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Merkel tells Club Med not to expect cash transfers

AFP · 18 May 2010, 17:21

Published: 18 May 2010 17:21 GMT+02:00

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In an interview with major newspapers in France, Spain and Italy, Merkel said: "Joining the eurozone isn't about creating a union made up of financial transfers."

Merkel's warning came as she faced strong domestic opposition to Germany's participation in the IMF-led bail-out of debt-ridden Greece and the creation of the eurozone's trillion-euro emergency stabilisation fund.

European leaders have tried to sell both measures to voters as essential tools to protect national economies from speculative attacks and reassure banks that eurozone states will not default on their debts.

But there is resentment in relatively wealthy states such as Germany that strugglers such as Greece and eventually Portugal or Spain might get bailouts after years of overspending on generous welfare and pension systems.

Merkel told the French daily Le Monde, Spain's El Pais and Italy's Corriere della Sera that Germany believes "solidarity and solidity are inseparable" in the eurozone single-currency bloc. "For Germany, this culture of stability and solidity is not negotiable."

Germany has been pushing for its fellow eurozone members to adopt rigorous public spending to cut deficits, halt the slide of the euro and stabilise financial markets spooked by the fear of sovereign debt defaults.

Press reports say Germany could demand a European version of its own constitutional "debt brake," which puts a legal limit on public deficits.

Story continues below…

The eurozone was founded on treaty-based commitments to run national economies as a matter of common interest, by means of national controls on public finances and policies to achieve convergence.

The term "transfer union" is used broadly to mean a politically different cooperative pooling of resources so that funds flow via a common fund, or under an automatic system, from stronger countries to weaker countries, much as occurs within countries between strong and weak regions.

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Your comments about this article

16:53 May 18, 2010 by AASalem
Cool Date :]
16:56 May 18, 2010 by William Thirteen
what is that sitting in front of Angie? is she using an Android device?
20:10 May 18, 2010 by Eagle1
Nothing will change until Europe takes a fiscal turn to the hard right. These lazy socialists should be cut loose and set adrift. Stop feeding the cancer. It's time for some tough love.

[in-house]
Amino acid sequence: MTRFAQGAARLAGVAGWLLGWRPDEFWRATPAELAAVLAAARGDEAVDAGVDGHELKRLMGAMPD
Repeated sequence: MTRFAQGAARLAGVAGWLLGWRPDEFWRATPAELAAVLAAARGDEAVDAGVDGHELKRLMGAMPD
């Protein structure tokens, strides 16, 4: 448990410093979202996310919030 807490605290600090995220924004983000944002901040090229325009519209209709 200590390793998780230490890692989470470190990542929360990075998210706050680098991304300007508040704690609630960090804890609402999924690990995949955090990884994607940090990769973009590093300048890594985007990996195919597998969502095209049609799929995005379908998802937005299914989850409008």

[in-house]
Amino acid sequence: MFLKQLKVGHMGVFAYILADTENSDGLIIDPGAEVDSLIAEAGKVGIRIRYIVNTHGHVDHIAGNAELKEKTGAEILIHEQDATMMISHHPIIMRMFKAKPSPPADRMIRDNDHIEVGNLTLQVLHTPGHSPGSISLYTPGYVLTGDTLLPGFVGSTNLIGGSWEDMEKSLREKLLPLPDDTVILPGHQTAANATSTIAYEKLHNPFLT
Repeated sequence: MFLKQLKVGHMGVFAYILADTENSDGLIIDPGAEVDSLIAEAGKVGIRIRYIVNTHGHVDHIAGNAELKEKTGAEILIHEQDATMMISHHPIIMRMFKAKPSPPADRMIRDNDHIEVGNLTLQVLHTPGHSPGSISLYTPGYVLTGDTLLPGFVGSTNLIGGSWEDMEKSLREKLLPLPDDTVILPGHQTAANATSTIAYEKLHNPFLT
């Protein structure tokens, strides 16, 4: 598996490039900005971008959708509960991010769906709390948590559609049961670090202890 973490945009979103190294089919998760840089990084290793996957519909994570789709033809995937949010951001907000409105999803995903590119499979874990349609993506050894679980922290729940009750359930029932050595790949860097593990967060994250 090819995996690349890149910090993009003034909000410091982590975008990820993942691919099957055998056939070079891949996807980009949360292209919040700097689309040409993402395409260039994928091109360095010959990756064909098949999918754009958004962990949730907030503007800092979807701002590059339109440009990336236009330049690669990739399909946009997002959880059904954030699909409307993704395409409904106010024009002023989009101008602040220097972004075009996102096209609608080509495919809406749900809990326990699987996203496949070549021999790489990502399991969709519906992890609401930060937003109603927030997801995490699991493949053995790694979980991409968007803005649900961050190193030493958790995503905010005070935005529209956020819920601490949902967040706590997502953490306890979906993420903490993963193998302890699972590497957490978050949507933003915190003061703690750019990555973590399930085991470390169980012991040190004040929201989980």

23:06 May 18, 2010 by munchau
we must stand behind are European brothers and offer money to fight off the speculators from london and new york who are selling our beloved euro
23:18 May 18, 2010 by cheerios
I agree with Eagle1. Its horrible that until now, Germany has just been giving and giving money to poorer countries in the EU. Working and living in Germany AND seeing the Euro slide to an-alltime low (just when I'm going to go on holiday), makes it so frustrating for me........

Most of the Germans I talk to think that its a bad idea that Germany entered the EU in the first place. And it IS unfair that we have to pay for other countries' mistakes?!?!?! That's so true. Stop feeding the cancer. Time for TOUGH love! I love those words.
01:37 May 19, 2010 by munchau
Cheerios. I diagree The EU has been good for Germany but we have unfairly exploited our socialist brothers to the South. We have leant them too much money to buy our exports and we have have grown fat on those export surpluses. Now we much re lend that money to the likes of Greece to keep them from devaluing a drachma. I vote for more EU intergration just as we unified Germany (maybe we pay a more tax) but now we can unify Europe and we can control this from Brussels as Merkel shows she has control of monsieur Sarkozy
01:40 May 20, 2010 by Prufrock2010
Don't forget, the U.S. is on the hook for this, too. Big time. These loans are backed up by the Fed.
15:16 May 21, 2010 by munchau
The US fed has made a senior loan to the ECB - its unlikely that the ecb will default on the dollar loan - the ecb is to gives these dollars on loan to weak european banks who are losing funding from strong amercian banks, The amercan banks are looking for outsized bond exposures to PIIGS. If a bank has such exposure it is losing its funding in US money markets. Net the US is not really on the hook for a loan to the Euro govts to bail out the PIIGS - the ECB is actually on the hook and it may have to sell is dollars or its gold if worse came to worse to settle the dollar loan from the Fed.

LIBOR/OIS spreads blowing out again today. [This reflects the credit risk in the system as it consists of the spread between 3-month LIBOR (unsecured linding) and 3-month Fef Funds expectations
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